Sat. Jan 22nd, 2022

The 19-year-old security researcher said the software flaw he exploited was not within Tesla’s software or infrastructure.

By Bloomberg

A 19-year-old security researcher claims to have broken into more than 25 Tesla Inc. cars in 13 countries at a distance, and says in a series of tweets that a software error allowed him to gain access to the EV pioneer’s systems to get.

David Colombo, a self-described information technology specialist, tweeted on Tuesday that the software bug allowed him to unlock doors and windows, turn on the cars without keys and deactivate their security systems.

Colombo also claimed he could see if a driver was present in the car, turn on the vehicles’ stereo sound systems and flash their headlights.

The teen did not disclose the exact details of the software vulnerability, but said it was not within Tesla’s software or infrastructure, adding that only a small number of Tesla owners were affected worldwide. His Twitter thread elicited a strong response, with more than 800 deer tweets and more than 6,000 likes.

“It’s primarily the owners’ (and a third party’s) fault,” Colombo said in response to questions from Bloomberg News. “This will be described in more detail in my writing. But happy to see how Tesla behaves now. ”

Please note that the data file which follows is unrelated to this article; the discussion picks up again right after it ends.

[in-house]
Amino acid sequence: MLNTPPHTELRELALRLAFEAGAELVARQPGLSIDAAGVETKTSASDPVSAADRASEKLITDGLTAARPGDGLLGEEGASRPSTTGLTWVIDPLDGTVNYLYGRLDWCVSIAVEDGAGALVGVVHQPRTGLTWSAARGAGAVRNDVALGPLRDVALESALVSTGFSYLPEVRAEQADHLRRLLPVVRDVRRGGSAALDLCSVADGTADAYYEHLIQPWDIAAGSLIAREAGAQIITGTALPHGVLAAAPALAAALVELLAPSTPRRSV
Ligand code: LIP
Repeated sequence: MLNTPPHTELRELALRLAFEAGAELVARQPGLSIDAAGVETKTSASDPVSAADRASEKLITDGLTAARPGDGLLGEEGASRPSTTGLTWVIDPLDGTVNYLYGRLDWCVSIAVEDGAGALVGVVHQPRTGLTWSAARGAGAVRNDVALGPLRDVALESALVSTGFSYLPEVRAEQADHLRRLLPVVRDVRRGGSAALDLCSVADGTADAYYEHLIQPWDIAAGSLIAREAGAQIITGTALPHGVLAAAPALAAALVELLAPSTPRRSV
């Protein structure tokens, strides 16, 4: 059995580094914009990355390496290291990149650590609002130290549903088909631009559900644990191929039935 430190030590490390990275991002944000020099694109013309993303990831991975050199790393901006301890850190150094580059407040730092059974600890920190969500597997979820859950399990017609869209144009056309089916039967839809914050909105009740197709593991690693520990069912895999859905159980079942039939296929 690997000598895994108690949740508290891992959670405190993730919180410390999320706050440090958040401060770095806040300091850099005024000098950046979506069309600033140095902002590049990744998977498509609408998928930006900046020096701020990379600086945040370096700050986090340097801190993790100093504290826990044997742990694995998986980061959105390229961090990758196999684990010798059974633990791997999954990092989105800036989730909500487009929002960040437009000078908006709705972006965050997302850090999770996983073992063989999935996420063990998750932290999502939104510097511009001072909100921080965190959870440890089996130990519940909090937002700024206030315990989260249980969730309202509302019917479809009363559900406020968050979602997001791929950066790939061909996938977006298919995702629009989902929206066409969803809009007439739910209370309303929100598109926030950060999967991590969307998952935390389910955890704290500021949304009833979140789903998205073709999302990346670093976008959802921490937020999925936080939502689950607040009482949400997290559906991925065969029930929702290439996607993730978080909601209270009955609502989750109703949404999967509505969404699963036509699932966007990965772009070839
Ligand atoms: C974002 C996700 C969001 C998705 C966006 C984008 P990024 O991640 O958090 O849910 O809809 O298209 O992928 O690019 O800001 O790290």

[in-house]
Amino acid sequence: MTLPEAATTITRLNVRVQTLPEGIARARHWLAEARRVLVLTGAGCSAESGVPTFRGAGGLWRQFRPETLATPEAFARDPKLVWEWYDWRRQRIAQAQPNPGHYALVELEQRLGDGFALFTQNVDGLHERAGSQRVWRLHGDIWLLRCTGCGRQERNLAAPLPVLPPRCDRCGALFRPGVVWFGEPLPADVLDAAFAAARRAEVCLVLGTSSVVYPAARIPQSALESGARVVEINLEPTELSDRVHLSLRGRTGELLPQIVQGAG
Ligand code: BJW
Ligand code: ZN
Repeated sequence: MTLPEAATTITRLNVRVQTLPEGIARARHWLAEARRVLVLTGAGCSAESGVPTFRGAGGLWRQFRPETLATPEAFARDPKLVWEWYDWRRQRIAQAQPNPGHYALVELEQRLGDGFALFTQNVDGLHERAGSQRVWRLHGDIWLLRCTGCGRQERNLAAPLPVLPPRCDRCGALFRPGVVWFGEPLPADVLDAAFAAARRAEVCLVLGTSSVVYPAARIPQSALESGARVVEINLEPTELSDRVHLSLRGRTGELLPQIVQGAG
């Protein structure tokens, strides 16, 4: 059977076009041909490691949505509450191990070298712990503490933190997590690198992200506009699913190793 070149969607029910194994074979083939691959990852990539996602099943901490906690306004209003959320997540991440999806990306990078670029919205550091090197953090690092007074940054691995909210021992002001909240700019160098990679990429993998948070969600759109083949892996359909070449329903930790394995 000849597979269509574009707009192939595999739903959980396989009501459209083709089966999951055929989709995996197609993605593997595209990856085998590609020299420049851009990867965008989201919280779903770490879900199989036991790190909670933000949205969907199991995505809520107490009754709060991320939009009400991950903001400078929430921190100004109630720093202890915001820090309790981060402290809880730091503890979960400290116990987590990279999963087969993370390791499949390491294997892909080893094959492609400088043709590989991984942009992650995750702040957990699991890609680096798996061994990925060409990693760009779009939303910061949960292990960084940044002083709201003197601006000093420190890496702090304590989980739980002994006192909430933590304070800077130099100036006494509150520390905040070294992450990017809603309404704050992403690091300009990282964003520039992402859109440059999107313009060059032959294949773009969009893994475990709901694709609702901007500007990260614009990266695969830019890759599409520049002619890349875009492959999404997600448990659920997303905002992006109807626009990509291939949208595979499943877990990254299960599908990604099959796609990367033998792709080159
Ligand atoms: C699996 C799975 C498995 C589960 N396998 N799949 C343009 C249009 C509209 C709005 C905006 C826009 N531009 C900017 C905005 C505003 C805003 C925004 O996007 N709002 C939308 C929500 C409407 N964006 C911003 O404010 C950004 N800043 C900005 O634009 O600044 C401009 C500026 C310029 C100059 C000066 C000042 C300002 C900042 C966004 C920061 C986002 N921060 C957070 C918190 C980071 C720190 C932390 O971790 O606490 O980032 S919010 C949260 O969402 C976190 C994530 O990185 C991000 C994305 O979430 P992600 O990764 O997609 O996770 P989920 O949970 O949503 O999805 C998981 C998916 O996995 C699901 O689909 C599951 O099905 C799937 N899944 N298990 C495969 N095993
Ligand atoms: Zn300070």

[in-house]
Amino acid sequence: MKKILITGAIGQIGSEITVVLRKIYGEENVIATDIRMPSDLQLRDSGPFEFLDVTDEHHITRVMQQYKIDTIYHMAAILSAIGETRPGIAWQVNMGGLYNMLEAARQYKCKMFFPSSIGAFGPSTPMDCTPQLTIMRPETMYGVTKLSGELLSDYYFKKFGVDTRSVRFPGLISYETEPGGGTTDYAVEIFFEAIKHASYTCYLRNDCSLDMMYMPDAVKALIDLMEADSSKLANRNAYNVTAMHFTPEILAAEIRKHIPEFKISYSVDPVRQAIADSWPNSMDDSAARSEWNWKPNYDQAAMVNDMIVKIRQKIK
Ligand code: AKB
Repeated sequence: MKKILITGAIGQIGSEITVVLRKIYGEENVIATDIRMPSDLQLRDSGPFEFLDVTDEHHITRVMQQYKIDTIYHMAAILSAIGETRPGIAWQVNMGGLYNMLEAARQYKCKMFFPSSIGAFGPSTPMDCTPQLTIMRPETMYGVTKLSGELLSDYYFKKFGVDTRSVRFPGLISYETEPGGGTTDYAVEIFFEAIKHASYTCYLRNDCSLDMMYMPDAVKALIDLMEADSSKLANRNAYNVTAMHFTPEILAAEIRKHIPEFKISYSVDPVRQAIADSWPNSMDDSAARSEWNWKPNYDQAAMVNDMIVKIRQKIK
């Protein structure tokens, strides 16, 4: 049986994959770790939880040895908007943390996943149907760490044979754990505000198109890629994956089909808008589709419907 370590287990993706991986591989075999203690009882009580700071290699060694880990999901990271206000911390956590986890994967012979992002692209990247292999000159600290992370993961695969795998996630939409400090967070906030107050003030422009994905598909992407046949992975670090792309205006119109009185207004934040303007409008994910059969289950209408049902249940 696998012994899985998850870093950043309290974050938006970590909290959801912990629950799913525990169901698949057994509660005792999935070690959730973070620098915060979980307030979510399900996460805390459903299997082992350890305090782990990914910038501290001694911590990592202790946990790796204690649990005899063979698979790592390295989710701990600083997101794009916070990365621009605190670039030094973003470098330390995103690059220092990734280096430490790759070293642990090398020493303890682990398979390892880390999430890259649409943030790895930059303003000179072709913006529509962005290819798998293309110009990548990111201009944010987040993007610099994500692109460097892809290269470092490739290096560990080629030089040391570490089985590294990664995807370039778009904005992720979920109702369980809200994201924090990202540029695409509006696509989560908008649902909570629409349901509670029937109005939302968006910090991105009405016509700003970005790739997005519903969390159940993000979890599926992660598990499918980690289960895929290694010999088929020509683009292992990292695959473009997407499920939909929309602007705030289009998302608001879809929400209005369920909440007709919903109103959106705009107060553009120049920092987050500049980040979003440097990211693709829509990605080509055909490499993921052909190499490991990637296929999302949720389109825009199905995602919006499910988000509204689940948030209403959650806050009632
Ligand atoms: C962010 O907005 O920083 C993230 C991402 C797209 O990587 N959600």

A representative for Tesla in China declined to comment, while the automaker’s global press team did not respond to a request for comment outside of West Coast business hours.

According to one online report, the US-based Tesla has a vulnerability disclosure platform where security researchers can register their own vehicles for testing, which Tesla can pre-approve. The company pays up to $ 15,000 for a qualifying vulnerability.

Colombo later tweeted he was in contact with Tesla’s security team and said they were investigating the issue. The team said they would get back to him with any updates, he said.

(Colombo Response Updates in Fifth Paragraph.)

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